- After each deletion, the min-heap size will reduce by 1. So the time complexity of deleting the minimum element k - 1 time = log n + log (n - 1) + log (n - 2) + ... + log (n - k + 1) = log [(n-1)!/(n-k)!] < log(n^(k-1)) = (k - 1) log n = O(k log n). Here time complexity depends on the value of k (1 ≤ k ≤ n).
- The time complexity of accessing the kth minimum element = O(1).

So overall time complexity = O(n) + O(k log n) + O(1) = O(n + k log n).

- The best-case scenario occurs when k = 1, and time complexity is O(n + log n) = O(n).
- The worst-case scenario occurs when k = n, and time complexity is O(n + n log n) = O(n log n).

The space complexity is O(1) because we can build the min-heap in place using the same array. Therefore, we are using constant extra memory. Now a critical question would be: can we optimize the solution further?

Similar to a min-heap, the max-heap is an array-based complete binary tree structure where the value in each node is larger than or equal to the values in the children of that node. So the maximum element is always present at the root, i.e., X[0].

We also use a max-heap for the efficient implementation of a max-priority queue. Here are some critical max-heap operations:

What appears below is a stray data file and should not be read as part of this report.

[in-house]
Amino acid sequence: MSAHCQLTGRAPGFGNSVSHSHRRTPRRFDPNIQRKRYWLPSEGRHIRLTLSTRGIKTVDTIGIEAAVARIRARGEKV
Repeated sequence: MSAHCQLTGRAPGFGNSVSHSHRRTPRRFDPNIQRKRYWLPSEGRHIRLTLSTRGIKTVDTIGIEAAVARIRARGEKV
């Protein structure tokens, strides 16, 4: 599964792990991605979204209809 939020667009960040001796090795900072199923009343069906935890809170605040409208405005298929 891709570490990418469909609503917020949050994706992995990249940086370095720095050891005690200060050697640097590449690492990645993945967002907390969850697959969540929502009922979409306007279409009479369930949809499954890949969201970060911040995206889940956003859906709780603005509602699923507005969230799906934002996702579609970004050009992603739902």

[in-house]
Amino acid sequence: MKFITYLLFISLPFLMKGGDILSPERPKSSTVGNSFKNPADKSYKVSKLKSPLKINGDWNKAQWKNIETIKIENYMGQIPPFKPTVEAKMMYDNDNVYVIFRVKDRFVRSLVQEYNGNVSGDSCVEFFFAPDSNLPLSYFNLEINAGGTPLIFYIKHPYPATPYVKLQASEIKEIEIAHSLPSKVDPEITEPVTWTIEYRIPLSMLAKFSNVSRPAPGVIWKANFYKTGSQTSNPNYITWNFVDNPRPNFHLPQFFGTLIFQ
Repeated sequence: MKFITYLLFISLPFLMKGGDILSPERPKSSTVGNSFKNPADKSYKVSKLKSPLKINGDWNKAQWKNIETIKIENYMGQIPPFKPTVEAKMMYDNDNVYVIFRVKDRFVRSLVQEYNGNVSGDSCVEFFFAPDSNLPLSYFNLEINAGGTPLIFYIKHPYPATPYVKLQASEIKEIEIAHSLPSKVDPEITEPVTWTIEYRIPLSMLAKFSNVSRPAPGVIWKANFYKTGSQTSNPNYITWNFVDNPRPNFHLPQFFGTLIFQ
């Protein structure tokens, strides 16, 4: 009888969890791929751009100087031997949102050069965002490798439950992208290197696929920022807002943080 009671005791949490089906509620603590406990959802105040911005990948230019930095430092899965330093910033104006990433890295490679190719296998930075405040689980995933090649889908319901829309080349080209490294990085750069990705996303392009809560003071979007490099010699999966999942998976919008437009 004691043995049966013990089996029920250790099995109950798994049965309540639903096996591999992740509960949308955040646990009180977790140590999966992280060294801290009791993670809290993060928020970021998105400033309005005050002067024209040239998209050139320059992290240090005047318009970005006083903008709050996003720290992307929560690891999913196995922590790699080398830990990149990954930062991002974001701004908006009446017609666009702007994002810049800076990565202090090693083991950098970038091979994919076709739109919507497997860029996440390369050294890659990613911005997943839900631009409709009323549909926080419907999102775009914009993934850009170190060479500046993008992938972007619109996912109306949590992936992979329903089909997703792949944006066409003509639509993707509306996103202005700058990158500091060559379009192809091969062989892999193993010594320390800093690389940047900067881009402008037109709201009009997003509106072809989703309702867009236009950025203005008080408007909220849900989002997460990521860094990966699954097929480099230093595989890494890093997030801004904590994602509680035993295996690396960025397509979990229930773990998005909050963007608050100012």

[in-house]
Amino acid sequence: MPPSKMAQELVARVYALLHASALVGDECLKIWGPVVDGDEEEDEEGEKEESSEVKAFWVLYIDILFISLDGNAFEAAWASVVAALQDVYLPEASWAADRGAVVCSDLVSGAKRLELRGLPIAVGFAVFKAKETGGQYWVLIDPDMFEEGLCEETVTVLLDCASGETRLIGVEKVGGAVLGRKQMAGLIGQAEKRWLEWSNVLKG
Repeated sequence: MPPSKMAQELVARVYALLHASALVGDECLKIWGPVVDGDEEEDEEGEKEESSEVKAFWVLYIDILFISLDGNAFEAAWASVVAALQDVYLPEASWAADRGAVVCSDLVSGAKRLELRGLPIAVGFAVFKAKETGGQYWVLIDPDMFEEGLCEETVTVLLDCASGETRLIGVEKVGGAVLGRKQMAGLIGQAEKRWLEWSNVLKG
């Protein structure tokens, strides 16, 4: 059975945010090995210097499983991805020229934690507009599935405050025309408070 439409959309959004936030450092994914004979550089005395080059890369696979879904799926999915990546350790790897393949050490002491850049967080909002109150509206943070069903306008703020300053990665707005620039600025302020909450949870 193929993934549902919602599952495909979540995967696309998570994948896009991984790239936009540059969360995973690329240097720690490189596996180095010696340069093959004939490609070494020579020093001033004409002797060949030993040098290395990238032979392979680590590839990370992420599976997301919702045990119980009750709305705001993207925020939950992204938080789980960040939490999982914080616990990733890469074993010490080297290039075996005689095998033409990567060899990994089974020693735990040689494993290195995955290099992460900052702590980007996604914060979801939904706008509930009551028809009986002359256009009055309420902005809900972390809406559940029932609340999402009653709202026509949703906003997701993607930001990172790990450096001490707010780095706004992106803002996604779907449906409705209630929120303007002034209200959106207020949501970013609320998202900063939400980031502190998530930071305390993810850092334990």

- getMax(): provides fast access to the maximum element in O(1) time.
- deleteMax(): removes the maximum element in O(logn) time.
- Insert(): adds an element in O(logn) time.
- We can build a max-heap in O(n) time using the bottom-up approach.

How do we solve this problem using a max-heap? A solution insight would be: If we have a max-heap of the k smallest elements of the array, then the kth smallest element will be present at the root of the max-heap, and we can get the root value in O(1) time. But the critical question is: how do we generate the max-heap of k smallest elements in the array? Let's think!

- We start by building a max-heap of the first k elements of the array. There is no need to allocate extra space, and we can use the same array from index i = 0 to k - 1.
- After this process, the maximum element of the first k elements will be present at the root of the heap, i.e., X[0].
- Now we need to track the k smallest elements using the k size max-heap. For this, we scan the array from index i = k to n - 1 and update the max-heap with all the values smaller than the root of the max-heap.